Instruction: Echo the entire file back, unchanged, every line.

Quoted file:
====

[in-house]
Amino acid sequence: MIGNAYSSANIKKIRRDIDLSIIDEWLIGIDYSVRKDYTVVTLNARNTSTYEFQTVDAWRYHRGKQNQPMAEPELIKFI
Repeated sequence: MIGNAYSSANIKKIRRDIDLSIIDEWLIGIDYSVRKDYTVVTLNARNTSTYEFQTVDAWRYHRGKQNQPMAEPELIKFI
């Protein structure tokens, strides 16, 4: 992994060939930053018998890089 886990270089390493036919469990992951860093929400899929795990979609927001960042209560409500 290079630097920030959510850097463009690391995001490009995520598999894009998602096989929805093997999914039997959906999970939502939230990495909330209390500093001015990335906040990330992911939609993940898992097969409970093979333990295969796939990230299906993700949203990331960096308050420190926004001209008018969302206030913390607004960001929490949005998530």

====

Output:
[in-house]
Amino acid sequence: MIGNAYSSANIKKIRRDIDLSIIDEWLIGIDYSVRKDYTVVTLNARNTSTYEFQTVDAWRYHRGKQNQPMAEPELIKFI
Repeated sequence: MIGNAYSSANIKKIRRDIDLSIIDEWLIGIDYSVRKDYTVVTLNARNTSTYEFQTVDAWRYHRGKQNQPMAEPELIKFI
């Protein structure tokens, strides 16, 4: 992994060939930053018998890089 886990270089390493036919469990992951860093929400899929795990979609927001960042209560409500 290079630097920030959510850097463009690391995001490009995520598999894009998602096989929805093997999914039997959906999970939502939230990495909330209390500093001015990335906040990330992911939609993940898992097969409970093979333990295969796939990230299906993700949203990331960096308050420190926004001209008018969302206030913390607004960001929490949005998530």